10. Dust off the excess potato starch with a pastry brush. If you find some sticky part, cover the area with potato starch first then dust off. Place a plastic wrap on a plate and then mochi wrapper on top, then lay another layer of plastic wrapper down. Repeat for all wrappers. With leftover mochi dough, roll into a ball and then flatten into a thin layer again and cut out into more circle wrappers (I could make about 12 mochi wrappers).
    Mochi Ice Cream 10
  11. Now we’re ready to form mochi ice cream balls. On the work surface, place one sheet of plastic wrap with a mochi layer on top. Take out one ice cream ball from the freezer and put it on top of the mochi wrapper. Pinch the four corners of the mochi layer together to wrap the ice cream ball.
    Mochi Ice Cream 11
  12. When mochi gets sticky, put some potato starch on the sticky area and seal the opening. Quickly cover with the plastic wrap and twist to close. Place each mochi ice cream into a cupcake pan to keep the shape. You will need to work on one mochi ice cream at a time in order to keep the ice cream frozen all times. Put mochi ice cream back into the freezer for a few hours. When you’re ready to serve, keep them outside for a few minutes until mochi gets soften a little bit.
    Mochi Ice Cream 12
Note 1: Shiratamako and mochiko are glutinous rice flour (sometimes called sweet rice flour) made of Japanese short grain glutinous rice. More about it here.

Note 2: Do not omit sugar as it helps mochi stay softer.

Prep time does not include chilling time.

Recipe by Namiko Chen of Just One Cookbook. All images and content on this site are copyright protected. Please do not use my images without my permission. If you’d like to share this recipe on your site, please re-write the recipe and link to this post as the original source. Thank you.



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  1. Megumi

    Making this is my dream! Every time I go to Japan, I buy like, 20 billion boxes from a combini! Can’t wait to make these!!!!!

  2. This is amazing, Nami – I envy your kids. 😉 I tried making this with my green tea ice cream a few years ago on a very hot hot summer day and of course, it was a mess. lol… thanks for the step-by-step and tips on making the round sheets of mochi. I love that you used a cupcake tin to freeze the ice cream. SO smart!! I’ll have to attempt it again but will feel much better having your instructions handy.

    oh, and my fave is the green tea, of course!

    • Hi Donna! Hope you can find Shiratamako instead of mochiko. :) Make sure to keep ice cubes around to keep the working surface etc cold… that will help a bit.

    • Hi Vicki! It’s hard to explain… Mochi itself is bland despite we sweeten a little bit with sugar. Usually it is filled with some sweet fillings (such as sweet red bean paste) or eat with other flavors. We enjoy the texture rather than flavor, I think. :)

  3. Quyen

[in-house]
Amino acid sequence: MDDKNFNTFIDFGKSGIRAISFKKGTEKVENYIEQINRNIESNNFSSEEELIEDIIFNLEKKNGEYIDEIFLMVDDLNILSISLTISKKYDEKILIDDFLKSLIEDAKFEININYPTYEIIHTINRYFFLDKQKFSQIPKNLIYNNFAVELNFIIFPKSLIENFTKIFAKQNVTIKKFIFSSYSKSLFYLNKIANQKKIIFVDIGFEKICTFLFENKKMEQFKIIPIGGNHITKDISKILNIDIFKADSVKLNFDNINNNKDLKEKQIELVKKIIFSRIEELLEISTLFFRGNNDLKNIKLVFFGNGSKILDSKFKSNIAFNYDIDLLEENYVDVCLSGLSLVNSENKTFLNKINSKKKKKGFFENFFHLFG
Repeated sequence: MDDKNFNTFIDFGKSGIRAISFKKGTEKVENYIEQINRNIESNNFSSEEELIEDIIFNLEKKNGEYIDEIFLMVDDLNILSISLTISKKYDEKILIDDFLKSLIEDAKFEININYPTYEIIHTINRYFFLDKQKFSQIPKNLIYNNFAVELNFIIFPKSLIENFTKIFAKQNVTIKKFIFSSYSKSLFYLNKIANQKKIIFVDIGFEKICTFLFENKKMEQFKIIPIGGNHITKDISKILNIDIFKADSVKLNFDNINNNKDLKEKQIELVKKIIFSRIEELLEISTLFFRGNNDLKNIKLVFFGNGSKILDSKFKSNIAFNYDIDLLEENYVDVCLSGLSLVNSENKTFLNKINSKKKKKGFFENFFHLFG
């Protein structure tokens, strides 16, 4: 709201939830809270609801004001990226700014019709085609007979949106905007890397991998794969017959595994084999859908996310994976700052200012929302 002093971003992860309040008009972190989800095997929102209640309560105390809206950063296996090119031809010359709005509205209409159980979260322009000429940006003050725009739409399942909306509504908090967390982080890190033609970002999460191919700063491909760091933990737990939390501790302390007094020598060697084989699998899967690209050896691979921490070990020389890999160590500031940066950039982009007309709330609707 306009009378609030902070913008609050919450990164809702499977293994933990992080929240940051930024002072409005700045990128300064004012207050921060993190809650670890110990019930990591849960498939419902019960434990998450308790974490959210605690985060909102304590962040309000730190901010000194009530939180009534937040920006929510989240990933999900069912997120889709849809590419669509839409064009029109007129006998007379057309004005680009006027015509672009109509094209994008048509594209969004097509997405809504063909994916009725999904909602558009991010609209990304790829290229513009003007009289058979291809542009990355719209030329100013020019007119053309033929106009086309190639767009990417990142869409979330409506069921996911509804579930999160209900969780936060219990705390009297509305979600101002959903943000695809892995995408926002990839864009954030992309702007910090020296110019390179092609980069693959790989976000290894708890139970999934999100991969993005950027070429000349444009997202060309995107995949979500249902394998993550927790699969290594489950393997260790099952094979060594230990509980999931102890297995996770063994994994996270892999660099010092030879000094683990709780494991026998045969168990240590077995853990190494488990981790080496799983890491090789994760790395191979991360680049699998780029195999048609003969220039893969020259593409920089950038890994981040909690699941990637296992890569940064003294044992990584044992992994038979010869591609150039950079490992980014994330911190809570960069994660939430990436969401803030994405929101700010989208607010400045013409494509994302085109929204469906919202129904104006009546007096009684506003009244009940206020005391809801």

I can’t believe my eyes seeing this recipe posted. Thank you so much. It’s generally too expensive buying from the store and not as fresh ad homemade. I can’t wait to try your recipe. I gave a question though. So if I want to make this but not eat them immediately can I save them in the freezer for a long time? I wonder the thawing time before consumption too. Thanks again!

    • Hi Quyen! I’m happy to hear you like mochi ice cream and hope you like this recipe. You can save in the freezer for quite some time. Mochi can last for 1 year if you freeze them well. Ice cream – it’s up to if you use homemade ice cream or store-bought ice cream. Make sure to store well so that mochi doesn’t get freezer burn. It depends on how warm it is when you defrost outside (summer time vs winter for example) but I usually keep it out for 3 minutes before I try to cut in half (if I need to). Hope this helps!

  4. Kimmi

    Thanks for sharing this recipe! I initially saw this post while sitting next to my sister, and she commented on how full and perfect your mochi ice cream looked. =) Definitely hoping to try out this fun recipe during this upcoming summer.

  5. These look so beautiful and well done! With your excellent tips and pictures/video, I might gain enough confidence to try one day. Every time I make treats involving ice cream, like dipping in chocolate to make “tartufo”, it is a dippy mess. But the idea of customizing these mochi with any ice cream I want is very enticing. Looks terrific!

  6. I didn’t know you could get this at Trader Joe’s! I gotta look for it. This is fantastic stuff, and looks like fun to make. I’m with your kids — I want to sample every flavor you make! 😉 Fun stuff — thanks.

  7. 挑戦かもしりませんがこのもちアイスを本当に作りたいです。詳しいやり方どうもありがとう。

    因にディズニー・シイも私のto-do listに書いております。


  8. this is so awesome! i remember when i was still in singapore, i used to buy these mochi ice cream from the supermarkets.. they are so yummy! thanks so much! i have 2 bags of shiratamako sitting in my cupboard.. time to get busy!

  9. Josie

    Thanks for posting this!! I love mochi ice cream and never really thought about making it but now I can’t wait to try!! 😀

  10. mmmmm seems yummy <3 mochi is my fave <3 <3 but i just wanna know, can i substitute shiratamako/mochiko with tapioca startch? or like Chinese glutinous rice flour?

    • Hi Jenny! I have never tried tapioca starch. In Japanese sweets (wagashi) we don’t really use tapioca starch, so Chinese glutinous rice flour is better choice (but it is different from Japanese mochi as rice used for flour is long rice, not Japanese short grain rice).